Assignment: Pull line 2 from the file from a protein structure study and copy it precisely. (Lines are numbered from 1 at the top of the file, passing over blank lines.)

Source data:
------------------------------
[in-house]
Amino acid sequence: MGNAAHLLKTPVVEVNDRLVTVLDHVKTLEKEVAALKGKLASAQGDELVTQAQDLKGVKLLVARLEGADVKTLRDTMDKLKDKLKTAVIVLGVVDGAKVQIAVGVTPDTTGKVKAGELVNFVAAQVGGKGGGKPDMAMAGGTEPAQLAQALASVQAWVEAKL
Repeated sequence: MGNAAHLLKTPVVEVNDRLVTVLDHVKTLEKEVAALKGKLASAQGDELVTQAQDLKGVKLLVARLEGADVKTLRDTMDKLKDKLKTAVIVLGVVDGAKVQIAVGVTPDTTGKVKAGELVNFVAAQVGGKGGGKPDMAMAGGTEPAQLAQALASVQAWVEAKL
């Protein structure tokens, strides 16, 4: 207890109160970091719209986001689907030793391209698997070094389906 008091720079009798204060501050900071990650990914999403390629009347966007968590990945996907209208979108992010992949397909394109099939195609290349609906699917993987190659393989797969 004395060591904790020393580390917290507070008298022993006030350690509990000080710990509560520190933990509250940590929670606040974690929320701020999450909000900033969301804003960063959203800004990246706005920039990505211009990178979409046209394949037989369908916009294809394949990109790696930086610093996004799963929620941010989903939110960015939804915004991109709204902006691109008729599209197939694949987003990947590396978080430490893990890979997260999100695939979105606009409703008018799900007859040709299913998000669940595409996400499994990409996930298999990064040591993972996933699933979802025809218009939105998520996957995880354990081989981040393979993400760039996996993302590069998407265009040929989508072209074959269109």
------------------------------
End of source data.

Amino acid sequence: MGNAAHLLKTPVVEVNDRLVTVLDHVKTLEKEVAALKGKLASAQGDELVTQAQDLKGVKLLVARLEGADVKTLRDTMDKLKDKLKTAVIVLGVVDGAKVQIAVGVTPDTTGKVKAGELVNFVAAQVGGKGGGKPDMAMAGGTEPAQLAQALASVQAWVEAKL